About James
Born and raised in Cardiff, James Davies is a photographer who has lived in London for 13 years. His work centres around the impact of the city upon its citizens and its citizens upon the city, as well as the wider social, economic and political themes that affect daily life in Britain. His most recent series, The Sclerosis of Existence, looks to explore the relationship between the people and the places of a city when seen through the repetition of daily routine.
http://www.jamesdaviesphoto.com
Current city: London
Born and raised in Cardiff, James Davies is a photographer who has lived in London for 13 years. His work centres around the impact of the city upon its citizens and its citizens upon the city, as well as the wider social, economic and political themes that affect daily life in Britain. His most recent series, The Sclerosis of Existence, looks to explore the relationship between the people and the places of a city when seen through the repetition of daily routine.
 
The Nightingale is the antithesis of the hundreds of soulless gastropubs that a lot of decent pubs have recently become and remains everything a proper pub should be. Britain's pubs haven't had it easy lately. The smoking ban and the general effects of the recession have hammered the industry hard. The Nightingale continues to be what it has always been, a proper pub at the heart of the local community. Its annual charity walk has raised nearly £500,000 for good causes in over 30 years and it seems determined to do the things a pub should do and do them properly. Once inside you feel like you could be in a country pub instead of in the middle of South London. There's no jukebox and the TV is hardly ever on, but there’s a great atmosphere with a good set of locals and good drink and food. Bliss.
Read More
It's such an iconic building and it's always a joy to be anywhere near it. It just dominates the landscape around it. Ever since I first saw the cover of Pink Floyd's Animals I've loved it and I still do. There are always reports in the news for plans for developers to spend billions on refurbishing it. I'd genuinely prefer it to remain as it is rather than see it being turned it into a massive shopping centre full of chain stores. The thought of it being turned into some kind of Westfield full of people on Facebook on their laptops in a Starbucks fills me with rage.
Read More
A traditional pie, mash and liquor shop in south west London that is run by the latest generation of the Harrington family who opened it in 1908. It looks like it hasn't changed since the day it first opened but it's a place with absolutely no pretentiousness to it at all, this is unapologetically working class and down to earth. If you want an overpriced cappuccino and wi-fi there's a Cafe Nerro down the road but if you want fantastic traditional London food you won't find anywhere better in the city. They even do pie and mash to take-away. I just wish it wasn't closed on Sundays.
Read More
In 1936 Oswald Mosley's British Union of Fascists attempted to march through East London in what was an attempt at an intimidating show of strength. Like today, this area was home to a large number of ethnic and religious minorities, particularly Jews. 300,000 people came out to oppose the march and blocked the route. The battle that followed was actually between the protesters and the police who tried to clear the route so that the march could take place. Seeing that they faced a losing battle and possibly a riot Mosley called off the march. The artist Dave Binnington began this mural in 1976 to commemorate that day, and it was eventually finished in 1982. The mural and the battle of Cable Street are both perfect examples of Britain at its very best.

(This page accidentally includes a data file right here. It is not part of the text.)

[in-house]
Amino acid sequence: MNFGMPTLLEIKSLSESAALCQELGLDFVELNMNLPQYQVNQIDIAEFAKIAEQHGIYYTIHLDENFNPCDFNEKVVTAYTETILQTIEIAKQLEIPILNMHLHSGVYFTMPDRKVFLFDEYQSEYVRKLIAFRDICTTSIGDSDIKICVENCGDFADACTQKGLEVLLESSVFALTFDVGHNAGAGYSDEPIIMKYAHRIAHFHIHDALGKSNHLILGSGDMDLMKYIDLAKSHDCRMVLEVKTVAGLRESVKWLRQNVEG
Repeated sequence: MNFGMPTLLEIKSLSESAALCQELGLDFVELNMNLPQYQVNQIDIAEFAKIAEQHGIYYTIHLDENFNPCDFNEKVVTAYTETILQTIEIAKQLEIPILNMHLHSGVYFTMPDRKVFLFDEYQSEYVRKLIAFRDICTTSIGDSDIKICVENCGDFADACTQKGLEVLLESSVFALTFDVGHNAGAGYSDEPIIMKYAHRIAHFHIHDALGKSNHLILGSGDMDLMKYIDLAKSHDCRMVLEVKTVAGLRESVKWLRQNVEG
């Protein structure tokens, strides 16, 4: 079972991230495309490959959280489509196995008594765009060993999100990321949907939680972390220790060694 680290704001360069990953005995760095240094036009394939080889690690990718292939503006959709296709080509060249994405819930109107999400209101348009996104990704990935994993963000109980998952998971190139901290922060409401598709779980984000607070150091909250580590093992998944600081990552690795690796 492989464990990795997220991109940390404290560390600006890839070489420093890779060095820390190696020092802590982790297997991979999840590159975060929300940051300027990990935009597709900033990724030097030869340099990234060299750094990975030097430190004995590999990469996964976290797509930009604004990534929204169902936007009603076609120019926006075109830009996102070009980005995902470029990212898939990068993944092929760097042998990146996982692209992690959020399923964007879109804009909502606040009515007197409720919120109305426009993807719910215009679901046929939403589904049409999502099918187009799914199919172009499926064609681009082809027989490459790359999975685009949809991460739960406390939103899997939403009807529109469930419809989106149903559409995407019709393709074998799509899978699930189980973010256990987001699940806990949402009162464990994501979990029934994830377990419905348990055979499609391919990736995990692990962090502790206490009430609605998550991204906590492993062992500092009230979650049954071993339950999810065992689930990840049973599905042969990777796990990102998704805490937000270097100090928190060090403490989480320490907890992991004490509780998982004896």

Read More
When I first took up photography I knew it was something I wanted to do but was unsure of what I wanted to take photos off. I started out by mainly photographing London's graffiti and street art. Graffiti isn’t tolerated in London as much as in other cities (such as Berlin or Lisbon) but it has a long history in the capital and if you know where to look there's a lot of it around. Some of the best street artists and graffiti writers in the world either live in or travel to London to use it as a canvas. It's not something I photograph so much anymore but I still admire those who do it. The risks involved and their dedication are truly remarkable. I always wish I had the balls and the talent to try it myself.
Read More

More People in London 291

Before moving to London, Fortuny worked in New York City, Milan, and Los Angeles as a writer and editor. She has contributed to magazines such as Flaunt, Dazed & Confused, Exit, Metal, and Vice. Fortuny is currently the Features Editor at Exit magazine. She loves design, languages, and studying art movements.
Read More
Since graduating in photography from Falmouth in 2009 Toby has lived in London working for clients such as Channel Four the Guardian and the Photographers Gallery. His work has been included in awards such as the Taylor Wessing Portrait Prize, The AOP and Magenta Awards. Toby was recently selected as one of the LPA Futures and is now Represented by Lisa Pritchard Agency.
Read More
Creative: Art Direction & Photography
Read More
I am half Spanish, half English, and I lived in Iceland for five months. I don't like soggy bread and I really love roast dinners and tea. By day I try to be a creative copywriter, visual poet and voice over artist but most of the time it's just me juggling my life around. When I was little, I was told not to talk to strangers but now It has become my favorite hobby.
Read More
Argentina
Austria
Bosnia and Herzegovina
Colombia
Croatia
Czechia
Finland
Georgia
Greece
Hong Kong
Iceland
India
Ireland
Israel
Latvia
Malta
Morocco
Norway
Pakistan
Panama
Philippines
Portugal
Romania
Russia
Serbia
Singapore
Slovenia
South Africa
South Korea
Taiwan
Thailand
Ukraine
United Arab Emirates
Uruguay